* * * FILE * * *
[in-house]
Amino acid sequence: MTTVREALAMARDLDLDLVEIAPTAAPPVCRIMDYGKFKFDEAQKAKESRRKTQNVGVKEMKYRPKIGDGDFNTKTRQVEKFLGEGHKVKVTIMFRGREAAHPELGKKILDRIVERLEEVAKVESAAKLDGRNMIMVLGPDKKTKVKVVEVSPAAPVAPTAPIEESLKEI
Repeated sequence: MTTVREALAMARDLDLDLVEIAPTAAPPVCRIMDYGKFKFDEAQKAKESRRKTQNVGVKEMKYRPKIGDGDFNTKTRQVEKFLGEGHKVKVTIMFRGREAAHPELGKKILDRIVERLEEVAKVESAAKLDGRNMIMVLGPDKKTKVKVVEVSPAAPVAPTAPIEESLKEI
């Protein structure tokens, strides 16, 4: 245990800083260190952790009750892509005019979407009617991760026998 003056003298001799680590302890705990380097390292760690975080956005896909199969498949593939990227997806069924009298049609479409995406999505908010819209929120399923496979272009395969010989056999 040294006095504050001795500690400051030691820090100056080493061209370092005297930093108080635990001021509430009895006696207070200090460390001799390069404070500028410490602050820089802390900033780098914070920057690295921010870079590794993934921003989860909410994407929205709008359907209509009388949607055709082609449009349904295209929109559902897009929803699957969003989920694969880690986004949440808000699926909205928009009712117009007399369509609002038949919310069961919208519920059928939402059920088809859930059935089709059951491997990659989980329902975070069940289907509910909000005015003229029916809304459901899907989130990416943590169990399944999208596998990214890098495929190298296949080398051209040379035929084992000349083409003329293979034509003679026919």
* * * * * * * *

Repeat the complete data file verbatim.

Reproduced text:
[in-house]
Amino acid sequence: MTTVREALAMARDLDLDLVEIAPTAAPPVCRIMDYGKFKFDEAQKAKESRRKTQNVGVKEMKYRPKIGDGDFNTKTRQVEKFLGEGHKVKVTIMFRGREAAHPELGKKILDRIVERLEEVAKVESAAKLDGRNMIMVLGPDKKTKVKVVEVSPAAPVAPTAPIEESLKEI
Repeated sequence: MTTVREALAMARDLDLDLVEIAPTAAPPVCRIMDYGKFKFDEAQKAKESRRKTQNVGVKEMKYRPKIGDGDFNTKTRQVEKFLGEGHKVKVTIMFRGREAAHPELGKKILDRIVERLEEVAKVESAAKLDGRNMIMVLGPDKKTKVKVVEVSPAAPVAPTAPIEESLKEI
């Protein structure tokens, strides 16, 4: 245990800083260190952790009750892509005019979407009617991760026998 003056003298001799680590302890705990380097390292760690975080956005896909199969498949593939990227997806069924009298049609479409995406999505908010819209929120399923496979272009395969010989056999 040294006095504050001795500690400051030691820090100056080493061209370092005297930093108080635990001021509430009895006696207070200090460390001799390069404070500028410490602050820089802390900033780098914070920057690295921010870079590794993934921003989860909410994407929205709008359907209509009388949607055709082609449009349904295209929109559902897009929803699957969003989920694969880690986004949440808000699926909205928009009712117009007399369509609002038949919310069961919208519920059928939402059920088809859930059935089709059951491997990659989980329902975070069940289907509910909000005015003229029916809304459901899907989130990416943590169990399944999208596998990214890098495929190298296949080398051209040379035929084992000349083409003329293979034509003679026919």